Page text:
It seems like an eternity since I last stepped into a movie theater to review a film. Recently all of my writing has been dedicated to the music side of Lost in Reviews, so when I came to the decision to get back into the cinema I wanted to wait for a film that I was really excited to see. Something that had a bit of passion behind it, but rather than wait until the release of Moonrise Kingdom, I went to see Dark Shadows. While I can say I’m not disappointed with that decision, I can’t say that I am ecstatic with my choice. Dark Shadows falls somewhere in between.
The film is an adaptation of the 1966 and 1991 TV series as seen through the eyes of Tim Burton (Edward Scissorhands, Beetlejuice, Batman Returns). It depicts the life of a restricted vampire that must find his way through a modern world and restore the influence that his family name once held. The last time Burton took on a re-imagining the audience was left with something that they hoped to soon forget. Like Alice in Wonderland, Dark Shadows was a passion project for Burton, as he has fought to bring Barnabas Collins to the silver screen for years. This time around I think Burton fans will be a little less disappointed, but shouldn’t expect more than a visual thrill.
Burton has a visual style that is uniquely his, and that ability to immerse a project in that style has become more of a trade mark than a form of expression. With this trademark he has created a sub genre in the Goth world and for some he is the reason the trend even exists. While I’m not a Burton worshiper I’m always intrigued by his form of visual expression, take one look at a Tim Burton film and within the first few minutes you will know who directed it. This is no different in Dark Shadows, but I think his fans will be surprised by what they see. Burton really let loose this time creating a film that looks like a live action Corpse Bride. The film is still entrenched with Burton’s Goth-Noir, but with added flair of color that rally pops out of the screen. Dark Shadows loses that once cookie cutter feeling, creating something new and engaging from the Burton camp. Now if writer Seth Grahame-Smith could have added as much detail to the script we could be talking about Burton’s next masterpiece.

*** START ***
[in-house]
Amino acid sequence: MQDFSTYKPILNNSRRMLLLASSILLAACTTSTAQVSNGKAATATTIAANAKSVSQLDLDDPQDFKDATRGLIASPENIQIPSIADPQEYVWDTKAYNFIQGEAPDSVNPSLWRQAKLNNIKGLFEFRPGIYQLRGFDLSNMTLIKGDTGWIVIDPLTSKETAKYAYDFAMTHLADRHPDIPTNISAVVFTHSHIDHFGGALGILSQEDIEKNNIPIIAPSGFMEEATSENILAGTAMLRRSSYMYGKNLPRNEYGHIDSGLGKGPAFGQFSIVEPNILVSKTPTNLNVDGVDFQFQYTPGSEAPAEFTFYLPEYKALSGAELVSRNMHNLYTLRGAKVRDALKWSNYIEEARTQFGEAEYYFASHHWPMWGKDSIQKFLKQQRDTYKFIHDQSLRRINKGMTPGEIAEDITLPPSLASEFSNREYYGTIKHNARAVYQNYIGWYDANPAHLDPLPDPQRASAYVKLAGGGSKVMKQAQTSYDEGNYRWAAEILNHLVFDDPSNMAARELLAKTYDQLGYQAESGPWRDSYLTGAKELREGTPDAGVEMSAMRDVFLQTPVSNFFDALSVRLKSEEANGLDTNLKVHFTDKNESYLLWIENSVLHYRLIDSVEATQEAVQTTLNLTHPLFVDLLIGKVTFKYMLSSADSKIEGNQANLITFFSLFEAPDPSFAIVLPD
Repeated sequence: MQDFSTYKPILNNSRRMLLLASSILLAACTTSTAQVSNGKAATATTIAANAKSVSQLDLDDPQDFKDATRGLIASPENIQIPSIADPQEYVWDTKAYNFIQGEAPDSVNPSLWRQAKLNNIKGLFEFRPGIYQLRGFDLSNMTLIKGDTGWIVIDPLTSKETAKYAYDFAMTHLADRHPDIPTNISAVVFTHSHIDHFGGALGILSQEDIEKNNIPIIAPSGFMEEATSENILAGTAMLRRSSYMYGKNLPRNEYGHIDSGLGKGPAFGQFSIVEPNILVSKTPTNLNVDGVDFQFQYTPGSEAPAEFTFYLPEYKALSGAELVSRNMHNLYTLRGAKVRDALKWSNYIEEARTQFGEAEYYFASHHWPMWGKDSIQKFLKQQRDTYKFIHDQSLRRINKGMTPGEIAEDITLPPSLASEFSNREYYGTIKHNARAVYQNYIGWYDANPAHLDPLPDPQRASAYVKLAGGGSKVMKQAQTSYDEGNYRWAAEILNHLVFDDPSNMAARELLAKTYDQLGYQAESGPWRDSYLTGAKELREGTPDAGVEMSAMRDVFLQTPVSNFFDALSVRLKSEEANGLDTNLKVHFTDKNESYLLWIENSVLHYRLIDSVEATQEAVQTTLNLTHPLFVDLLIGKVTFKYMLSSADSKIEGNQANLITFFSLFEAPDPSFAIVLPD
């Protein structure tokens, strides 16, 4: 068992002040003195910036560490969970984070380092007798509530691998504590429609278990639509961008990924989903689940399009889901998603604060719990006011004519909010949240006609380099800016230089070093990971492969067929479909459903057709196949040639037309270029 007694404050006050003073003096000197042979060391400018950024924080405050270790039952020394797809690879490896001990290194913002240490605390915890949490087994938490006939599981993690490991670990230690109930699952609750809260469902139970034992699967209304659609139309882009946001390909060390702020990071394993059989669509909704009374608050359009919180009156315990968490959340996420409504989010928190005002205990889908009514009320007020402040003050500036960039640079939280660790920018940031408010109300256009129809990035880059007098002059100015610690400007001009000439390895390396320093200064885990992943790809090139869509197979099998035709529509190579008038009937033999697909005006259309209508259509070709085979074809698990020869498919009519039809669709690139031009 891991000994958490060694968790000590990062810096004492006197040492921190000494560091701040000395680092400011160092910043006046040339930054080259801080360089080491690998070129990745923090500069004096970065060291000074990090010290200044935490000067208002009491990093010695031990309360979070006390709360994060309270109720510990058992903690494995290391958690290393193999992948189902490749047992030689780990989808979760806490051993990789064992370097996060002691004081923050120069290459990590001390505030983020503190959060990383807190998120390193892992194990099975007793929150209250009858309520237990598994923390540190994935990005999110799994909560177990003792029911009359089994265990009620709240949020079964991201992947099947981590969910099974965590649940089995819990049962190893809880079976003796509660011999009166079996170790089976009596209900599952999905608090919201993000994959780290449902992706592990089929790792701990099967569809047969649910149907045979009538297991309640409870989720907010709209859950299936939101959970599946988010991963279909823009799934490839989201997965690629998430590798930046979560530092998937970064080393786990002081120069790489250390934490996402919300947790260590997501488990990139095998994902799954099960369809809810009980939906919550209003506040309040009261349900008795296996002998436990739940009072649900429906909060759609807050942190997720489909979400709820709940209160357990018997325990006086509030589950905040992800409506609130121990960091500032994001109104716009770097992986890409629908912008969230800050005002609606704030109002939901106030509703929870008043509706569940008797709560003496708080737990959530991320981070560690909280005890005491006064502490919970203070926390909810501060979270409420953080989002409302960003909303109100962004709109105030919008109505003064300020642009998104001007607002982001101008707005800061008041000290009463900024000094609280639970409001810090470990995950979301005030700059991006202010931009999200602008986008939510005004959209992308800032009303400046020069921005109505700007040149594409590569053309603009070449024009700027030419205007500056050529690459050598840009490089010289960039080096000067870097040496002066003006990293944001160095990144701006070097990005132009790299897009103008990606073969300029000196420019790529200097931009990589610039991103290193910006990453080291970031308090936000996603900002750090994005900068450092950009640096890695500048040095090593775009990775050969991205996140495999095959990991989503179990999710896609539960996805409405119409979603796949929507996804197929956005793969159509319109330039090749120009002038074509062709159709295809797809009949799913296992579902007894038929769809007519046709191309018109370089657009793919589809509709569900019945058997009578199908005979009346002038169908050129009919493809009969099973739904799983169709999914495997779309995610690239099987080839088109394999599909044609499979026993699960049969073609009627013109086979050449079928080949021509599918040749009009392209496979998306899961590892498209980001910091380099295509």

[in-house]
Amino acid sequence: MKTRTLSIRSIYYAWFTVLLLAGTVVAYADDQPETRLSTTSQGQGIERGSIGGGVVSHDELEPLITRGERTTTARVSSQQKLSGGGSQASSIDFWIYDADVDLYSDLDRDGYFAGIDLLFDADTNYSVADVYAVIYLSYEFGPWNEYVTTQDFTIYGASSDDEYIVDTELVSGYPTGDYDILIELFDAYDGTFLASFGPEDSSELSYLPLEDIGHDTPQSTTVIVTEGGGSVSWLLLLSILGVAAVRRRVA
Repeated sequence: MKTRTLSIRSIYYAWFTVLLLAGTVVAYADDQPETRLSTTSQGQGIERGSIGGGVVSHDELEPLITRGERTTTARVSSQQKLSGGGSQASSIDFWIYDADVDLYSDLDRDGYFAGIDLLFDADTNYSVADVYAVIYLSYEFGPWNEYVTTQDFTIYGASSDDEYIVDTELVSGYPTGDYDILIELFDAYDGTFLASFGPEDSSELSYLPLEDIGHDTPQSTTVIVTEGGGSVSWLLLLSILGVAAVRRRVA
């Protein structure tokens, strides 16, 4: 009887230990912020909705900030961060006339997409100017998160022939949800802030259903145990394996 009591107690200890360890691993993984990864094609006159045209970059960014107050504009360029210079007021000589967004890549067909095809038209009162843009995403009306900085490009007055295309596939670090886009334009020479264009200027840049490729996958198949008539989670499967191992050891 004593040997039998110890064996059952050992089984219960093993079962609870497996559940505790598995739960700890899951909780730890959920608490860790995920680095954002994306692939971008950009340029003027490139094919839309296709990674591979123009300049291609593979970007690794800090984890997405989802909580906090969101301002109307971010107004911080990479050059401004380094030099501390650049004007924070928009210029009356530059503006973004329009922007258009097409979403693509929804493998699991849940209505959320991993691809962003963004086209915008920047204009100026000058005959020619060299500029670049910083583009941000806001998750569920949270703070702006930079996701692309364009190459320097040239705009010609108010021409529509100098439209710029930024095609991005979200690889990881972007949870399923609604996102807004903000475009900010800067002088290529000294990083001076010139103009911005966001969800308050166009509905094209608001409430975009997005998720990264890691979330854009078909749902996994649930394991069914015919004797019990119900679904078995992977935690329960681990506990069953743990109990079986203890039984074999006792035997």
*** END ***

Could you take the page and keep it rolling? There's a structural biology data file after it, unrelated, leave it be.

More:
Grahame-Smith is new to the film scene and was highly sought after in Hollywood because of his literary best sellers; Pride and Prejudice and Zombies and Abraham Lincoln, Vampire Hunter, but before that he spent much of his short career inking lines for TV series. This could be why he was sought after for Dark Shadows. Who better to write a TV series for the big screen than someone who came from the genre, right? Well it’s half right. I have a feeling that it was more of a deal to get Abraham Lincoln, Vampire Hunter into production. That being said, the first hour of the film is great, the pacing is spot on, and it is a hysterical roller-coaster ride, but after that the story starts to interfere with the ride and the plot holes begin to grow. The truth is Dark Shadows is plagued by a mediocre and sloppy ending that stops the film in its tracks. Important plot details are thrown by the wayside, and in some instances shrugged off with a small smattering of dialog. Hopefully this lack in effort has not found its way into Grahame-Smith’s next two projects, but it wouldn’t be the first time we’ve seen a literary success burn out in Hollywood. I’m just hoping that burn out doesn’t come in the form of Beetlejuice 2.
As far as the script’s performance, I can’t imagine them doing much better than Johnny Depp (Fear and Loathing in Las Vegas, Edward Scissorhands). Depp takes Barnabas and brings new life to the character, and you can see his passion for the source material in his performance. While I’ve always been a huge fan of Depp’s work his latest performances have felt a bit stale, but in Dark Shadows, Depp delivers a performance that is on par with his stellar capabilities. Without him this film may have been unwatchable. That isn’t saying the rest of the cast is bad, just that they all didn’t have much to work with. Barnabas is the main focus of the film and everything else just falls to the wayside. The viewer is just lucky that Johnny Depp knows how to handle that situation and does it well.
It is a shame that the other members of this terrific cast weren’t given more substantial roles to work with. Michelle Pfeiffer’s (Batman Returns) Elizabeth Collins Stoddard fells more like a bullet point than a character, given that her motives are only mentioned in passing conversations. With a little bit more development, her character could have really shined and added light to her once bright career. This lack of back story is also lost on Chloë Grace Moretz (Kick-Ass, Hugo), especially when her character Carolyn Stoddard faces a monumental change at the end of the film. With just a little more care in selecting the focus of the movie their development could have added more depth to a bi-polar story. Without these key plot points, the audience is left with a doll house of Burton’s visual play things, and not much more.
While I am disappointed with the film’s ultimate outcome, I don’t think it was a total disaster. Dark Shadows helps to put Burton back on track, but only disappoints when you think of what it could have been. For most this will be a great way to spend a Saturday afternoon, the film delivers in the laugh department and is visual eye candy, but for those looking for the next Edward Scissorhands, you’ll be left looking at your watch.
I give Dark Shadows 3 “Levitated Sex Acts” out of 5
By Ryan Davis